BROOKLYN, New York - The home of "Jimmy Kimmel Live" may be in Hollywood, but the host remains just as close to his relatives in Brooklyn as The Brooklyn Academy of Music is to his childhood home in Mill Basin.
This native son moved away to Las Vegas when he was just 9 years old, but it's clear that a part of him never left.
"People are laughier and tougher than they are in other places," Jimmy said during final preparations for five night's worth of shows. "So you really couldn't find a better place to do a show than in Brooklyn."
His first visit back with his show came after Superstorm Sandy five years ago, when as he told the crowd, "More than eight million people lost power" the night before his first show. That was when I first noticed Jimmy's uncanny ability to set aside wisecracks and speak from the heart, while never straying too far away from his trademark humor.
It is a trait that has recently put him at the center of the national debate over several hot-button issues: health care and gun control.
WEB EXTRA: Jimmy Kimmel talks about Brooklyn, David Letterman and recent monologues
Web extra: Extended interview with Jimmy Kimmel in Brooklyn
"It's not something I enjoy," he said. "It's not something I want to happen regularly, but I did feel I had no choice but to speak about my son's heart surgery, obviously, and what happened in Las Vegas."
At the end of a monologue on "Jimmy Kimmel Live" following the massacre in Las Vegas, the host apologized to his audience for getting emotional, adding, "I'm not great with this kind of thing."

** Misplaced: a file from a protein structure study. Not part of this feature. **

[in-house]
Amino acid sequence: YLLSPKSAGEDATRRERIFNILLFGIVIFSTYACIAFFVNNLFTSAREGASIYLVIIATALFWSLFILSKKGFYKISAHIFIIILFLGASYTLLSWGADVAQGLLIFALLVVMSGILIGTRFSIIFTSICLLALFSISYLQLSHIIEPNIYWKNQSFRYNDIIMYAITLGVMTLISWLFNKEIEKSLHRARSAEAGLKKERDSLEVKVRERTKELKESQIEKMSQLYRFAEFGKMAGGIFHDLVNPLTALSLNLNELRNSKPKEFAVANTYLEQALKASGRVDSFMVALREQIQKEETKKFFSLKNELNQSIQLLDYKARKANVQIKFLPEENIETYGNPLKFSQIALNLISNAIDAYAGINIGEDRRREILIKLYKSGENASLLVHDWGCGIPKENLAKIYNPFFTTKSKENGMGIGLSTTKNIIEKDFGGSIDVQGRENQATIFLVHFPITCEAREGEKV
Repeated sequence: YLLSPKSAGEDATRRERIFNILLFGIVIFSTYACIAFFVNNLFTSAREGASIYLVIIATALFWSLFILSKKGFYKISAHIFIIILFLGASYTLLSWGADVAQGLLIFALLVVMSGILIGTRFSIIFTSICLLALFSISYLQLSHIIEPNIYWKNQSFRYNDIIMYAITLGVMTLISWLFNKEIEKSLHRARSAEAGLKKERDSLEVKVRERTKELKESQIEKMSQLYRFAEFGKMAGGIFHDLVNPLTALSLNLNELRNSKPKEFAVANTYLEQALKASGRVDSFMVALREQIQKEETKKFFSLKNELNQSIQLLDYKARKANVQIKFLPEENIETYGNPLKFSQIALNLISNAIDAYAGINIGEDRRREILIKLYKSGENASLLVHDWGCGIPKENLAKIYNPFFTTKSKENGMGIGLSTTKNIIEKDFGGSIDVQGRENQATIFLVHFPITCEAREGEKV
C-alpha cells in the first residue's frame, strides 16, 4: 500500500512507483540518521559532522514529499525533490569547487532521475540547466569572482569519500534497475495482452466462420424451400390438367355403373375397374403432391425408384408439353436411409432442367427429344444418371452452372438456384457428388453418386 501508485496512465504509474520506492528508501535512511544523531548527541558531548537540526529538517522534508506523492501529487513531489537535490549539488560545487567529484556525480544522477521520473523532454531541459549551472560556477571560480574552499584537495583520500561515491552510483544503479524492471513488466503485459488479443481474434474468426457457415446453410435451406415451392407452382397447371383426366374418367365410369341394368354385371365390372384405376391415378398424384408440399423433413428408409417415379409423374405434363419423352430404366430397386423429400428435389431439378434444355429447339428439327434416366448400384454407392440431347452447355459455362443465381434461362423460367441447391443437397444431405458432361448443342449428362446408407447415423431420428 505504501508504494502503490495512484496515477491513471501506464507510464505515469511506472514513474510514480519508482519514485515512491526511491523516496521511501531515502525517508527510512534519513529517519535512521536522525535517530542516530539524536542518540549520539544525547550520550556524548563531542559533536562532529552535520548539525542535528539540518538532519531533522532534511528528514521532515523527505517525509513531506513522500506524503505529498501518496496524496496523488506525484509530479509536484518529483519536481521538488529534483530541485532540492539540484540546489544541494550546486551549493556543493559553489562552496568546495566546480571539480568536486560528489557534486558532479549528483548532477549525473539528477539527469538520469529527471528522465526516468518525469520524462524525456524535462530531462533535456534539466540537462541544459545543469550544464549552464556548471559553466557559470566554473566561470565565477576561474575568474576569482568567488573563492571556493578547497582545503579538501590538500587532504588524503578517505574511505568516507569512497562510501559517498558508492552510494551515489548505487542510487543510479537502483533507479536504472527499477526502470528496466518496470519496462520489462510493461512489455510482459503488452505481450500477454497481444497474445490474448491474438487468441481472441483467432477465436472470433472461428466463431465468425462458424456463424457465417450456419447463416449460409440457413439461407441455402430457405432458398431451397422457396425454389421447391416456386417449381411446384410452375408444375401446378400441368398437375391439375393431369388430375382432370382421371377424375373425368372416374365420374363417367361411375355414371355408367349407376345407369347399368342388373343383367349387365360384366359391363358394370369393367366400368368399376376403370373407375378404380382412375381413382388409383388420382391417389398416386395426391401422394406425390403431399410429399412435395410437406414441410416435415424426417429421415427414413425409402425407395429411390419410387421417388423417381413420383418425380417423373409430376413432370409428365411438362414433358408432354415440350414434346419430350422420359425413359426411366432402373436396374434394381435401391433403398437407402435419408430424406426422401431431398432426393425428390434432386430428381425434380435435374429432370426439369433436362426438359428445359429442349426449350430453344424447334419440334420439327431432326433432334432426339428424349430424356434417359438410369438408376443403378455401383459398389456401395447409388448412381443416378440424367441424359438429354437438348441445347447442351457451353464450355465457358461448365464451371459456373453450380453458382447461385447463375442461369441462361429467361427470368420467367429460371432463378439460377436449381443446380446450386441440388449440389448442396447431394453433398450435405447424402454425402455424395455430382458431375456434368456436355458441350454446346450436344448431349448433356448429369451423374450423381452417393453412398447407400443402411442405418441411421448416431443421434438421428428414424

Kimmel has admitted to being "a crier" when he was a kid, and he said he has trouble speaking at funerals and weddings without shedding a few tears.
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Always candid, Jimmy added, "To be honest, it's embarrassing to me. Like I see a news story, and I'm crying on TV. I race to turn the television off!"
But after telling us how his infant son's need for emergency surgery got him thinking about health care, a columnist wrote in The New York Times, "Mr. Kimmel's voice rang louder in the hubbub over health care than any politician's or any other comedian's."
"I think it's because I'm a comedian and because people have come to expect a certain thing from me," he said. "And when you give them something different, and when you are serious, I think it kind of packs a wallop."
He's putting his serious side to the side for now, in favor of laughs with the likes of Amy Schumer and Howard Stern and with music from Billy Joel. On Tuesday night's show, the man who inspired Jimmy as a child and as a young adult -- David Letterman -- will make his first late-night talk show appearance since retiring.